Work begins to preserve Buddhist era site at DG Khan.
About 6,400 feet long boundary wall would be built around the site after the foundation is laid, an official of Punjab archaeology department said here on Tuesday.
Officials would buy a metal detector to be used by the archaeologists to select points for exploration to discover antiquities and traces of ancient civilization, he added.
The site is located exactly on the border line of Rajanpur and Dera Ghazi Khan districts and a sum of Rs 10 million has already been released to carry out work during fiscal year 2017-18. The construction of boundary wall and excavation for archaeological exploration would be carried out simultaneously during the two-year project.
SDO and Incharge Archaeology department Multan, Ghulam Mohammad told reporter that the site was notified as protected in Feb 1964. A study carried out on the site and ancient objects found from there, revealed that it was occupied by the Buddhists in the Scytho-Parthian period dating back to the 1st century BC to 2nd century AC.
The major part of around 480 kanal site falls in Dera Ghazi Khan and only three Kanal in tehsil Jampur of district Rajanpur. It lies 2.5 miles north west of tehsil Jampur and consists of two mounds, roughly 100-150 feet apart. The larger one measuring 1460x800x15 feet marks the site of the city and the smaller one about 380 feet North-South, 950 feet East-West has been identified as the remains of a fort.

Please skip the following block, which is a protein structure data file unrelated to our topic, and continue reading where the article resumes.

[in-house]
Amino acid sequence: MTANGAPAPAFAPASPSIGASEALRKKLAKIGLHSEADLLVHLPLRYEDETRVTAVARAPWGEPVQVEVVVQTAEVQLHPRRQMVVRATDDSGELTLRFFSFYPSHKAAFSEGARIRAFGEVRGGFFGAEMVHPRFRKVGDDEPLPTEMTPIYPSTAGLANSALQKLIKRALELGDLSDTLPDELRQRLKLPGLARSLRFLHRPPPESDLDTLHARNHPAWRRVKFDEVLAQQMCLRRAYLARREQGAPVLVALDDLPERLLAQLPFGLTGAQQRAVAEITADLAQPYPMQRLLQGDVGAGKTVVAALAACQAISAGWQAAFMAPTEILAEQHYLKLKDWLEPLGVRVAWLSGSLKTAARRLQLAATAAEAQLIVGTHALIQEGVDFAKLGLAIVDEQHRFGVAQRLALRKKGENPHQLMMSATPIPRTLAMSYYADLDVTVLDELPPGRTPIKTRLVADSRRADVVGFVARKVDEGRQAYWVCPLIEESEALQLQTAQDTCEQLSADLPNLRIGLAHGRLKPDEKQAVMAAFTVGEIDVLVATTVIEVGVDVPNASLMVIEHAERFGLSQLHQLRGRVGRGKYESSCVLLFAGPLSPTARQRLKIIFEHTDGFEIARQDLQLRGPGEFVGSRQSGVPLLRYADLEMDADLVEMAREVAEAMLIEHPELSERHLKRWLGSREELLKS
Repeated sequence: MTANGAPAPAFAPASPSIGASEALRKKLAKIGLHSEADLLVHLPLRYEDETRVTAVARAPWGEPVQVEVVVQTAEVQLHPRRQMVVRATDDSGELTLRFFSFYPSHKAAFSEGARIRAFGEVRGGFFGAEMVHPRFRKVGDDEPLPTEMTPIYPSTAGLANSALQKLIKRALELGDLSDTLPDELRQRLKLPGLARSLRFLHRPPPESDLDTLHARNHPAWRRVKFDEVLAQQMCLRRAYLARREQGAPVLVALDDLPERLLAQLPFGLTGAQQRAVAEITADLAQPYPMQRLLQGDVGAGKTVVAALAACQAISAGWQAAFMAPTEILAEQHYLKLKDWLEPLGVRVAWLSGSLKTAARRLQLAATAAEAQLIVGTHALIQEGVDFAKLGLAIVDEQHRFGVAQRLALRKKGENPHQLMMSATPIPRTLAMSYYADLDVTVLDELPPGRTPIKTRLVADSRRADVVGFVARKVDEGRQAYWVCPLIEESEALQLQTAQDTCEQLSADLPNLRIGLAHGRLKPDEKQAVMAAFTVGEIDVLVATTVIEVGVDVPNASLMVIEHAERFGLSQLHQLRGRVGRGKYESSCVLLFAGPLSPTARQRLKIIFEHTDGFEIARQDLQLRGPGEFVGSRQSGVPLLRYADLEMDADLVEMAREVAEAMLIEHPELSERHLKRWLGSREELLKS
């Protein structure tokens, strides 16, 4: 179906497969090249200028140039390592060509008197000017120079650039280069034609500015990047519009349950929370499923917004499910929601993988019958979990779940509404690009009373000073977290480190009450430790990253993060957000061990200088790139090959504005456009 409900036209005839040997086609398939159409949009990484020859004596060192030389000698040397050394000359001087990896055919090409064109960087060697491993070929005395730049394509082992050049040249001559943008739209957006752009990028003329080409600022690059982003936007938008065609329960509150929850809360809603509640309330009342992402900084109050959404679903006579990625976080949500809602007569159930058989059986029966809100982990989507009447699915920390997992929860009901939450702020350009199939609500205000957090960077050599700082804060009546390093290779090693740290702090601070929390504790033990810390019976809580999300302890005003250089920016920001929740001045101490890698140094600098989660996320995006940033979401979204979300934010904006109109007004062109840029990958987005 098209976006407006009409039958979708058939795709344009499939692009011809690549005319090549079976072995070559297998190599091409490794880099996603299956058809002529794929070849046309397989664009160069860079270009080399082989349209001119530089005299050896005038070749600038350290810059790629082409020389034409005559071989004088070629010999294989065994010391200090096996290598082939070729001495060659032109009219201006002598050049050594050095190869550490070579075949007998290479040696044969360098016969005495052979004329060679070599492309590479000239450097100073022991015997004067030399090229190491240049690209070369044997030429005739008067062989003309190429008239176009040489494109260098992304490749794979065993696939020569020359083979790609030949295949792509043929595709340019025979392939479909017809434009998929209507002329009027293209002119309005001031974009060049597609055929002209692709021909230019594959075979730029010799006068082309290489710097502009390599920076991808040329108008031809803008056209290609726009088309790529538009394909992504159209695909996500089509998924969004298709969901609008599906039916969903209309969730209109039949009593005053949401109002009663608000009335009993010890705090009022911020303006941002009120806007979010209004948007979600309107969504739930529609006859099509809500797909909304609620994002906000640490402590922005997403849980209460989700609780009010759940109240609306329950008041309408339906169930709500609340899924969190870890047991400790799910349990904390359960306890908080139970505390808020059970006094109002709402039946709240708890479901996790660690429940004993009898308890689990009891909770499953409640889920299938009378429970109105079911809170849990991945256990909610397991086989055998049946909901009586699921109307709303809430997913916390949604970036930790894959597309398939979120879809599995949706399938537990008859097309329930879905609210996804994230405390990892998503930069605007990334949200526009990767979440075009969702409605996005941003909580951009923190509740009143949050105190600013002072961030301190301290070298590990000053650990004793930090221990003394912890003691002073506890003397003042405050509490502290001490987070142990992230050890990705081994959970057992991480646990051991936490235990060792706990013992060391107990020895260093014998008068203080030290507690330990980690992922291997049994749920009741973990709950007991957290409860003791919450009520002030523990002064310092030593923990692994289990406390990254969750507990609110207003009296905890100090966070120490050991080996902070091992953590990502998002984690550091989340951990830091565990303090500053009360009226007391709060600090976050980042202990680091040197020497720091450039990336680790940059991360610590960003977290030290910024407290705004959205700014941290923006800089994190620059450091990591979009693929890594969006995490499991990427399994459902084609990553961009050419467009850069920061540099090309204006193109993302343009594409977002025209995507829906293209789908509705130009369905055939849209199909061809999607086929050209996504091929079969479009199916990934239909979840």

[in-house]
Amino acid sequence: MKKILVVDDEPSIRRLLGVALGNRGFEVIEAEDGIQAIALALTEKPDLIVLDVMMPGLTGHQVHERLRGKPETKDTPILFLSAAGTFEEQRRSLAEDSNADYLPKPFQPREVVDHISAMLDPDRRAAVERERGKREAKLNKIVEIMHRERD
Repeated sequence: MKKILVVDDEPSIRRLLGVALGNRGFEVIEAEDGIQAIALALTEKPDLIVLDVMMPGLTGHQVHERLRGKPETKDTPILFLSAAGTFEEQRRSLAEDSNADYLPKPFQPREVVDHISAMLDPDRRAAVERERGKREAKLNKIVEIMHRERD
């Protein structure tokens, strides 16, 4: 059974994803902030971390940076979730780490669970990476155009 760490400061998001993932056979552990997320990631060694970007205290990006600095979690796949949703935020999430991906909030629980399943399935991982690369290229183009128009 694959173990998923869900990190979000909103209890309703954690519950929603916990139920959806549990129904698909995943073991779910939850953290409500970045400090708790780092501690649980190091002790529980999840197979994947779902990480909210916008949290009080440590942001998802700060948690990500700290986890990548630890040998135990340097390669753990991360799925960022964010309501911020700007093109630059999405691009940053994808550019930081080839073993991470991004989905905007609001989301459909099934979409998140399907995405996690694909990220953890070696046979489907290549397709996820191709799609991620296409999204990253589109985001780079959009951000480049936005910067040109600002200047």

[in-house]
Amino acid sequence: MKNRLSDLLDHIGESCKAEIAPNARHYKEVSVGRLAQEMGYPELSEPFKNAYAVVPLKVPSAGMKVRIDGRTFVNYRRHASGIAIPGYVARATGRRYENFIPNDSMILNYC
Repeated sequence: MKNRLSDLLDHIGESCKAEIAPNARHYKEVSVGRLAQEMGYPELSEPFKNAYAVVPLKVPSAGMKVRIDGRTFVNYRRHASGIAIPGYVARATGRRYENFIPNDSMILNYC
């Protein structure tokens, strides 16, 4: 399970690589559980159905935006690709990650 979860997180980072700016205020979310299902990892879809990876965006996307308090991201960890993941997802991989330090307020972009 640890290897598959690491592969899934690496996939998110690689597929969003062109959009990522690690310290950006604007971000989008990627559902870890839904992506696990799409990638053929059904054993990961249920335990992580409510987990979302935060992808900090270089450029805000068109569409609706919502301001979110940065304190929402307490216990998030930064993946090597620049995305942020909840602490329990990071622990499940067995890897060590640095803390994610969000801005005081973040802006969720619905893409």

Both the mounds have been dug by the local farmers and have thus exposed the plan of houses and streets. The mud brick walls have escaped complete destruction. Some of the walls with traces of mud plaster stand as high as 12 feet. At certain places, complete plan of rooms is traceable which varies from 5x5 feet to 15-10 feet. The study of the deep trenches dug by farmers has revealed two building period of the city.
The site would be excavated for the first time ever in decades to find more traces of ancient civilization from the old times, the official said.
The surface finds from Dillu Roy included a wide range of pottery, painted stamps, incised and sherds with applique' decoration.
A few pottery moulds with flower and leaf motifs have also been recovered. Other finds included sling balls, dabbers, oil lamps, spoon handles, terracotta wheels and animal figurines.
The specimens of bottle-necked sprinkles with curved flange and conical knob at the top are quite similar in all respects to the types recovered from the Scytho-Parthian levels of Banbhore, Taxila and Pitalkora (India) and they may be dated to 1st century BC to 2nd century AC.
The moulding representation of acanthus foliage, lotus petals and sunflowers carved in the most naturalistic style and burnt bricks decorated with flower and geometrical designs are all the characteristic representation of Buddhist culture.
Moreover, a terracotta object having circular umbrellas seems to represent a miniature Stupa.
A fragment of a plaque of red sand depicting a lady with high head dress and wearing ear-rings and a sculpture in white limestone appears to be of a 'Buddhisattva' wearing 'Dhoti' and holding a 'kamandali'.
All these articles found from Mound Dillu Roy have been kept at the store of Harappa museum.
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|Publication:||Balochistan Times (Baluchistan Province, Pakistan)|
|Date:||Nov 22, 2017|
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